Getting started with SAPUI5

A while back I had the opportunity to investigate SAPUI5 as an option for user interfaces on our current project. Here is a quick little getting started guide that I wrote back then, partly for my own benefit in case I ever need to get started on it again.

SAPUI5, SAP’s UI development tookit for HTML5 development,  is an exciting framework for building fancy, single page web applications. There is a lot of information about it already, but I thought I would write down a getting started guide that is hopefully easy to follow, without bombarding you with all the background knowledge. (I will save that for the end).

You should hopefully end up with an easy-to-use setup that will give you a simple workflow for creating and testing SAPUI5 applications, in the process hopefully saving you the pain of figuring out what to do.

In the process we will be developing a simple application that consumes services from services.odata.org (not from your SAP system at present, I will explain toward the end why). The end result will be a simplistic page that shows a list of customers, and orders for those customers when one of them is selected.

To begin, you will need the following:

  • A version of Java installed (I have 1.7.0_21) – get it here
  • Eclipse for Java EE Developers (Juno) – get it here
  • Apache Tomcat version 7 archive (zip) distribution – get it here
  • SAP UI Development Toolkit for HTML 5 (Evaluation) – get it here

Step 1: Setting up a test server environment

I will assume you have Java installed already. Ensure you have the JRE_HOME environment variable set to the location of the JRE, for example C:\Program Files\Java\jre7.

Unzip your Tomcat distribution to somewhere on your hard drive. From now on, I will refer to the location where you unzipped it (e.g. C:\temp\apache-tomcat-7.0.39) as TOMCAT_HOME. (You don’t have to set the environment variable, it’s just a useful reference).

Next, create a folder somewhere and unzip the SAPUI5 evaluation toolkit (my file is called HTML5Evaluation_complete_1.12.1.zip). Let’s call this SAPUI5_HOME for now.

Open up the command shell and navigate to TOMCAT_HOME\bin. Run startup.bat to launch Tomcat, which will open a new console window in which it shows the output of the server. Once you see that it has started up, copy sapui5.war and sapui5-sdk.war to TOMCAT_HOME\webapps. Give the two .war files a little time to auto-deploy. After this, you will have the complete documentation and Javascript libraries available on the server. Navigate to http://localhost:8080/sapui5-sdk/ to view the documentation.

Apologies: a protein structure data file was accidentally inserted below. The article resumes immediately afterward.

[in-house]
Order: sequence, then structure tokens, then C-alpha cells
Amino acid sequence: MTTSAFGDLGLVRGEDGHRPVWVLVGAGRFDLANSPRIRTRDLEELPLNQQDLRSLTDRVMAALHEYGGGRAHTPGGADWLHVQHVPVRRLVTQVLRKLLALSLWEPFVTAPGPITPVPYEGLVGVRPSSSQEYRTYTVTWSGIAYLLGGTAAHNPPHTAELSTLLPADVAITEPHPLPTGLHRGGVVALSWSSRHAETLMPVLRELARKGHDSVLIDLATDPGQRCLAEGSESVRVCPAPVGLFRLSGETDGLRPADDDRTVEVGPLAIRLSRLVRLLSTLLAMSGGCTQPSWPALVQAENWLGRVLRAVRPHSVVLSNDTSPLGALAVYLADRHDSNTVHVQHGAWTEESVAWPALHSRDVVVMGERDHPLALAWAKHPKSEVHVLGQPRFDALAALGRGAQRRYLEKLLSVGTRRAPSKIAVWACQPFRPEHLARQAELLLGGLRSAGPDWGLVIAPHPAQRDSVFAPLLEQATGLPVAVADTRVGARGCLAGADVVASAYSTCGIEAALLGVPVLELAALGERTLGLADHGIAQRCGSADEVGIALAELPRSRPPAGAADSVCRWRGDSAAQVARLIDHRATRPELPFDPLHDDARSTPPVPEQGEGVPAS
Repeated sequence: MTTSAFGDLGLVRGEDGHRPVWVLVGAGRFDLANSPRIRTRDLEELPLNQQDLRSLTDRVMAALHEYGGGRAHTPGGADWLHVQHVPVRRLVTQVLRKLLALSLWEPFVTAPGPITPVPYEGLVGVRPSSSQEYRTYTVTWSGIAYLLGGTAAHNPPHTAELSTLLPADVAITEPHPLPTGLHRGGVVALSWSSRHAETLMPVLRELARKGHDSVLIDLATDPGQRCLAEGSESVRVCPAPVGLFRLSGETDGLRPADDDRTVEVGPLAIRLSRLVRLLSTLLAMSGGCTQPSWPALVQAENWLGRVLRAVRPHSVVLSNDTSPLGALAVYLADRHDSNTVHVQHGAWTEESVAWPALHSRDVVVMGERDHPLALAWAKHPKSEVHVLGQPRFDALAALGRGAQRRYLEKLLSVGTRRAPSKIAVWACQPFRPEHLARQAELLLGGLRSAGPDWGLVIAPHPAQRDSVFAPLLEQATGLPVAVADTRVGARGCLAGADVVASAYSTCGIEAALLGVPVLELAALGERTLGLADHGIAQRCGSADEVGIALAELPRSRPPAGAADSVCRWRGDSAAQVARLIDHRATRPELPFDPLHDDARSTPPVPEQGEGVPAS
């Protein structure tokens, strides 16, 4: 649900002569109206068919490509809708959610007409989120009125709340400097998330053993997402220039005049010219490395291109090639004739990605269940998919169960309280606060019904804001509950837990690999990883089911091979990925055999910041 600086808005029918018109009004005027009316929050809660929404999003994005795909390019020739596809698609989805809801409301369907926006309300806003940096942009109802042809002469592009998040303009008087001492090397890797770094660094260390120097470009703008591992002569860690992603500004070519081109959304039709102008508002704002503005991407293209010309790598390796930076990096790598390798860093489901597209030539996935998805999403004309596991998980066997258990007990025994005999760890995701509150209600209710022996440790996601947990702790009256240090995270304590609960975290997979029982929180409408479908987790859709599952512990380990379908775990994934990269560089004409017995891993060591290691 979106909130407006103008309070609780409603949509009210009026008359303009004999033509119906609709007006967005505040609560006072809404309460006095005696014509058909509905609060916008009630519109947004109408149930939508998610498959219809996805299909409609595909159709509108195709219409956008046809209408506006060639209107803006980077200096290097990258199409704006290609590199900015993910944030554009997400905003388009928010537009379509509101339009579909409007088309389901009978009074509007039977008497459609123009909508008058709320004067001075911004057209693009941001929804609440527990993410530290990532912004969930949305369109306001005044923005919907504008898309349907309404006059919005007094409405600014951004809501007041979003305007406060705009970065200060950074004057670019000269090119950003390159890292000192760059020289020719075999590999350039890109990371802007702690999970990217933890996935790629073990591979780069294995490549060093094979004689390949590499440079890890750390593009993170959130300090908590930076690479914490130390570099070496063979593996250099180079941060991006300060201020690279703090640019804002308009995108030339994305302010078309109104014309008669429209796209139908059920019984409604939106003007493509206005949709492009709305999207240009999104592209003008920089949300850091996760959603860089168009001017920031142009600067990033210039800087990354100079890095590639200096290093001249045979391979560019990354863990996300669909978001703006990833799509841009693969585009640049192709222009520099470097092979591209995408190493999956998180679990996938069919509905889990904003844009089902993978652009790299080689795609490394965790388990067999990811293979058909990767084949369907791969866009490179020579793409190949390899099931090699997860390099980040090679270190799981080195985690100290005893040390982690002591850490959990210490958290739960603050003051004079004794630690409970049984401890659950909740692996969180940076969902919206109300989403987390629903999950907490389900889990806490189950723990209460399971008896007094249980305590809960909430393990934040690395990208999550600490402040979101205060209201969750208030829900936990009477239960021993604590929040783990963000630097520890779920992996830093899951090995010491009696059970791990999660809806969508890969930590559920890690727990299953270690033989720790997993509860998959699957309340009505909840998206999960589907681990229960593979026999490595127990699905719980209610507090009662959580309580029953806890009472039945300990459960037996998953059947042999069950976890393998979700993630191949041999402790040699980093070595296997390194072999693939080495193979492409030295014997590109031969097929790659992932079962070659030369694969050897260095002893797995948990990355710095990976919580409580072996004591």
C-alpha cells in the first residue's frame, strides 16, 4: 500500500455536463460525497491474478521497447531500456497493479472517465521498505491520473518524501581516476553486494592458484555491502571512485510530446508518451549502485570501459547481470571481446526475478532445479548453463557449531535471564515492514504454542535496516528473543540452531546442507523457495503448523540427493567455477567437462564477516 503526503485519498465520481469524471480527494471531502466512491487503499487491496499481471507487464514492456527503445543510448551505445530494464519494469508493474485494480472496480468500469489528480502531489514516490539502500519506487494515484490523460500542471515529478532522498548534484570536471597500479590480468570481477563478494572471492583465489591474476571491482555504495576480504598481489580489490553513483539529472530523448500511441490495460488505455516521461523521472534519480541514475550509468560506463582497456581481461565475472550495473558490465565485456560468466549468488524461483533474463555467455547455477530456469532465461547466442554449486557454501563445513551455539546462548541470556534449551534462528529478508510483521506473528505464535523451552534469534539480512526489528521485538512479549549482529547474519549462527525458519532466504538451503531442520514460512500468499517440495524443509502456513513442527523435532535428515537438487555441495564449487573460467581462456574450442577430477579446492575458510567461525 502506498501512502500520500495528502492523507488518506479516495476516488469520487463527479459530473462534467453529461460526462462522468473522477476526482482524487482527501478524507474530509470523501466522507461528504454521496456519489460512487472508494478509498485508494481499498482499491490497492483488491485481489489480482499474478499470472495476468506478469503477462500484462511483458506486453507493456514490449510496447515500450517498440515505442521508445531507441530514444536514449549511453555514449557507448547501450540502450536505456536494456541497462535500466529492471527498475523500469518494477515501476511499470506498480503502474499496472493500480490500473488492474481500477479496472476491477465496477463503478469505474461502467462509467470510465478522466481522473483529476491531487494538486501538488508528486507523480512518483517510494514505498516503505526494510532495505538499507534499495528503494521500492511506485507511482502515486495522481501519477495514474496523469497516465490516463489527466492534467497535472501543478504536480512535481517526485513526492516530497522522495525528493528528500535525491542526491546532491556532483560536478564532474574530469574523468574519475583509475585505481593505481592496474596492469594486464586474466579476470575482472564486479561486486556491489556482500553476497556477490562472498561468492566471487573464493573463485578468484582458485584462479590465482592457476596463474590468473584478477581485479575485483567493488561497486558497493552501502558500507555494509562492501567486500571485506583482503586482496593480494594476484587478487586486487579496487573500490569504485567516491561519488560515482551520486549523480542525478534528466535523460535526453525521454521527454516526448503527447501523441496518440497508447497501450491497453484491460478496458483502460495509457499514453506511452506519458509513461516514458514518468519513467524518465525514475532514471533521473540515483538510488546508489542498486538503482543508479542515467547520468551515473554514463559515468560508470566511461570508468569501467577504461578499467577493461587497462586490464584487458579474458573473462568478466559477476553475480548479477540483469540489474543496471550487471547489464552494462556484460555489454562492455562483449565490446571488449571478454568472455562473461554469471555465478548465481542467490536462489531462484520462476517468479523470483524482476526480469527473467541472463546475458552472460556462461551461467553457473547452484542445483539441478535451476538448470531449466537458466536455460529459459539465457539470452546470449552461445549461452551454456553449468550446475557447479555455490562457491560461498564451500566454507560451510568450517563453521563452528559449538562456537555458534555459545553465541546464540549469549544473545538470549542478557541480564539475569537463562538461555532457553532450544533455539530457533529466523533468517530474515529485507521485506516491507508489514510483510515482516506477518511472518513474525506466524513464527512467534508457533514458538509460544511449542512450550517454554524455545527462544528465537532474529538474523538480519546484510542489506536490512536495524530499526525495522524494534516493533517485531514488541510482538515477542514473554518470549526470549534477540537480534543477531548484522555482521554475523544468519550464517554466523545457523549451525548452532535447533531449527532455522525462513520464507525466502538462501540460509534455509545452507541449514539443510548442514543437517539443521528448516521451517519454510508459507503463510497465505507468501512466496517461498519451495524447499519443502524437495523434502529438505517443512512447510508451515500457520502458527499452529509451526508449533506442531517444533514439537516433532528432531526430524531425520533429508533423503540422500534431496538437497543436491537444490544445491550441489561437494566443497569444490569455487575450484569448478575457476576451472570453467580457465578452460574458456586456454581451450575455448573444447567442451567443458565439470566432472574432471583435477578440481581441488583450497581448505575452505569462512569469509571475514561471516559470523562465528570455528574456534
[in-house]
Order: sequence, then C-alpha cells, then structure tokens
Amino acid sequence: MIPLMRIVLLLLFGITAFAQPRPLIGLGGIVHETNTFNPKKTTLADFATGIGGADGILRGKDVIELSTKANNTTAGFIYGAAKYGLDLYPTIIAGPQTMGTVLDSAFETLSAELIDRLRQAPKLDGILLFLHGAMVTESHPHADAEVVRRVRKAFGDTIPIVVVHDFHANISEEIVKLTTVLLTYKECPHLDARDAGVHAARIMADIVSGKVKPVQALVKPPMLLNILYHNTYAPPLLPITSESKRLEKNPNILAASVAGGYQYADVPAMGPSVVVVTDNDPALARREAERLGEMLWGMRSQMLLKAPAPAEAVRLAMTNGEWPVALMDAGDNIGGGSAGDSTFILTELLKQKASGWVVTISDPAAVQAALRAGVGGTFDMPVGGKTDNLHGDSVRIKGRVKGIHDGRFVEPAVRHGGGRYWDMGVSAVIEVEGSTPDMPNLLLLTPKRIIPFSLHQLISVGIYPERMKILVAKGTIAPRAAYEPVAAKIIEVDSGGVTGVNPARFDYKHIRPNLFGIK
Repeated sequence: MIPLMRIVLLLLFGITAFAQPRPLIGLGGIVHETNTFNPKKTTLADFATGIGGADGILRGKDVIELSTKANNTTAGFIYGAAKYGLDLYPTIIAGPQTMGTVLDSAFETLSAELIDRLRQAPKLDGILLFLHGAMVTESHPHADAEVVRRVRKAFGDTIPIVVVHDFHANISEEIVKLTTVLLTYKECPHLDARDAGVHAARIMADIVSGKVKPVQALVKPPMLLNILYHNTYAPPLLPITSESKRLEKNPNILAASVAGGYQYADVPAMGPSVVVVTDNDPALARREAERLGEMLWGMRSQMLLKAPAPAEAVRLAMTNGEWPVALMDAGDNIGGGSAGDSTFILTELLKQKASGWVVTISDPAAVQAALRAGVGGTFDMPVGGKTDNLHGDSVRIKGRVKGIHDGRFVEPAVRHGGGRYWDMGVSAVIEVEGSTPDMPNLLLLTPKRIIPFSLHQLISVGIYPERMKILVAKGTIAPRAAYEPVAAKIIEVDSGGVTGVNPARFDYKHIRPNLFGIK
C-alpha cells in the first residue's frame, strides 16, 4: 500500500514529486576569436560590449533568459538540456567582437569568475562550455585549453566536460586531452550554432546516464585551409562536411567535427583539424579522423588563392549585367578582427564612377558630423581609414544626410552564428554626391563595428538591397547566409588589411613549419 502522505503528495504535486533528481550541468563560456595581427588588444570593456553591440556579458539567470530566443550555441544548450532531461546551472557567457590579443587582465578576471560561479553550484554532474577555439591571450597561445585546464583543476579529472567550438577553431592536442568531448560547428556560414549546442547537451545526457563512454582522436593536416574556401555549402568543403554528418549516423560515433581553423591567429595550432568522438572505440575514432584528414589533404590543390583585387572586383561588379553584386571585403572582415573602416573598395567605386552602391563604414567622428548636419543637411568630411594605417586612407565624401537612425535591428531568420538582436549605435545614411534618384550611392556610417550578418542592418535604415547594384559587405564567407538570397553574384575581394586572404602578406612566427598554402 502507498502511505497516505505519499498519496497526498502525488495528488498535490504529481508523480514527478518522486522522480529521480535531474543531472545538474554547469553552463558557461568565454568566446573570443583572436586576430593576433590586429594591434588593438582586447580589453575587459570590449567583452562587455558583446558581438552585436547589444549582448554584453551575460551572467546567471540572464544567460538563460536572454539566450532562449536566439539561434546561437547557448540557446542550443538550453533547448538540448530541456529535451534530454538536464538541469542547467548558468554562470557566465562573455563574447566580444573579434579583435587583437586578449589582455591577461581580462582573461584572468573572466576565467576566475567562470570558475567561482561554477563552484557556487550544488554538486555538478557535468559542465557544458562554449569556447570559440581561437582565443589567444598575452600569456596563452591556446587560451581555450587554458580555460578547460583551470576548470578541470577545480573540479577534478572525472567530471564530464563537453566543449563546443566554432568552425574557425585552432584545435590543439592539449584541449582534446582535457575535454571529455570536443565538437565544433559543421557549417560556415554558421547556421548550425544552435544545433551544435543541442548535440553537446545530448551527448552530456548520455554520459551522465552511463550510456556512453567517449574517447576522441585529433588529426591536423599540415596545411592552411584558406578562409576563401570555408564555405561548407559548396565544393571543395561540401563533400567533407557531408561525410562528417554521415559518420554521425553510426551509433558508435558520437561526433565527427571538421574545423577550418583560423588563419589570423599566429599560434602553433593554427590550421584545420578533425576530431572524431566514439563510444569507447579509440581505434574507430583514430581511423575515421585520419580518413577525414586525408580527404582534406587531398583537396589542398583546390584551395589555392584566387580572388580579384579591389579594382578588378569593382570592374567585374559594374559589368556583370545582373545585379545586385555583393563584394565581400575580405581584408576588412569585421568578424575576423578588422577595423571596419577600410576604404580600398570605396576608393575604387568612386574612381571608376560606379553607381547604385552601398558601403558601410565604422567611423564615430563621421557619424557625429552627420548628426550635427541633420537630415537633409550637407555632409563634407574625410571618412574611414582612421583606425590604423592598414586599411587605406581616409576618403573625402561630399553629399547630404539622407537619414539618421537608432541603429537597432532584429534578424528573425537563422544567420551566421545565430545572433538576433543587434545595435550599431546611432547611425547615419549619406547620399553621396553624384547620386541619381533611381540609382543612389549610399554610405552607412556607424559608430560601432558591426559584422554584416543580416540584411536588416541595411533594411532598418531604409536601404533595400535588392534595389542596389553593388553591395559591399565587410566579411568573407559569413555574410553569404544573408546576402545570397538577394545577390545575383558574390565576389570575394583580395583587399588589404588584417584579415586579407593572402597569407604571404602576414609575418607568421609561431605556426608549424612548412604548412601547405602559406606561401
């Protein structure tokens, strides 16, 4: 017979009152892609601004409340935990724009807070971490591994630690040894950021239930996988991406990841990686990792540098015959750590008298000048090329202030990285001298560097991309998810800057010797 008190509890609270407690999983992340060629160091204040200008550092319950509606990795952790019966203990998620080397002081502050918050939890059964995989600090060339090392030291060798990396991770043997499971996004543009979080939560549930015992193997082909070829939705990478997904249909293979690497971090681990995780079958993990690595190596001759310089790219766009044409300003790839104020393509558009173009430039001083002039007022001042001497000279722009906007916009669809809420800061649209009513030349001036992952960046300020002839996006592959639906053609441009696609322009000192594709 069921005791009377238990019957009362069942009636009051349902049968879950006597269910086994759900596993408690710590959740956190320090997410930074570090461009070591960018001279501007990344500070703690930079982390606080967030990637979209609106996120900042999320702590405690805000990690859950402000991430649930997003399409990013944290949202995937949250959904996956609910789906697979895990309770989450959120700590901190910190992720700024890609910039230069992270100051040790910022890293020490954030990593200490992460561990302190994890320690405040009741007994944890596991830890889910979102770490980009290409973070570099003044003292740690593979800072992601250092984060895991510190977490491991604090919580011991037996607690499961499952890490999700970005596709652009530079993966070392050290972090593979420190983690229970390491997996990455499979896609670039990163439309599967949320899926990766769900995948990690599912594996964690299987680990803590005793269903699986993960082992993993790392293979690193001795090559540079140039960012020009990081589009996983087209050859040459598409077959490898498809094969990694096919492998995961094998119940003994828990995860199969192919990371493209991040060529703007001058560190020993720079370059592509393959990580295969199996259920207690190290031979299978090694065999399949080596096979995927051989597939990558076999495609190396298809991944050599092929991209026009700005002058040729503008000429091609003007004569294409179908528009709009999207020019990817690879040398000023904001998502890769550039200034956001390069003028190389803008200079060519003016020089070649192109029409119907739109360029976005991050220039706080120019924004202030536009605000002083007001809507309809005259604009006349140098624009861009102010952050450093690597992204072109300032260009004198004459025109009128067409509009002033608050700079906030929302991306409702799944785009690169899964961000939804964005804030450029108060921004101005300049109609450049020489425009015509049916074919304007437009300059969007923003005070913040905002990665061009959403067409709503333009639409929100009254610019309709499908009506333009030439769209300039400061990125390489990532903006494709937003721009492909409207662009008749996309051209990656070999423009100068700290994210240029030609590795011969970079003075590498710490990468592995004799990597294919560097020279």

In the command prompt you had open, run shutdown.bat to stop the server again. We will start it again from Eclipse later on.

Step 2: Setting up the development environment

In the next step, we will set up the Eclipse Workbench, install the SAP plugins and set up the connection to the Tomcat development server.

Extract the Juno Java EE Eclipse archive. Start Eclipse by double-clicking eclipse.exe. In the Eclipse Workbench, choose Help -> Install New Software… from the menu.

In the dialog that comes up, choose “Add…”, then, in the Add Repository dialog, click “Local…” and select the SAPUI5_HOME/tools-updatesite folder. Give the new repository a name, like SAPUI5.

Adding a new repository

Selecting the local folder

Click OK and go through the wizard to add the components to the workbench, (click Next, Accept the License and click Finish) then restart the workbench. This will require a considerable number of components to be downloaded from the internet, so make sure you are connected.

Selecting the components to install

When Eclipse has restarted, navigate to the Servers view and create a new server definition.

Creating a new server instance

Select “Tomcat v7.0 Server” under the Apache section. In the next page of the wizard, choose the TOMCAT_HOME directory and finish the wizard. Once done, double-click the server definition to open up the properties page. Under “Server Locations”, select “Use Tomcat installation (takes control of the Tomcat installation)”.

Setting Eclipse to control the Tomcat installation on the properties page

You can optionally also set the deploy path to TOMCAT\webapps, otherwise a new folder is created under your Tomcat installation, which should not cause a problem, but do this just to be safe.

Make sure to save the Properties page, and then we can start developing.

Step 3: Develop a SAPUI5 application

In this step, we finally create the SAPUI5 application.

From the Eclipse menu, choose File -> New -> Other….  Under “SAPUI5 Application Development”, choose “Application Project”.

Selecting the type of project to create

Let’s call the project “northwind”, after the famous sample schema shipped with SQL Server. (After all, the data is coming from that same set).

Creating our new project

We need to specify a default view. The generated code will load this view into the start page, and this is where we will specify our code. We will call our view “customer-orders” and then we can complete the wizard. Leave Javascript as the default (views can be written in JSON and XML as well).

The generated project contains an index.html file and a folder with the same name as the project (“northwind” in our case). If you open up the index.html file, you will see that there is generated code to load the view specified in the project creation wizard.

File layout of the new project

The view consists of two files: customer-orders.js and customer-orders.controller.js. The controller contains some functions that are called during various stages in the view’s lifecycle, and you can add additional functions that are called from your own view components.

As a first step, open index.html and change the following lines:





								

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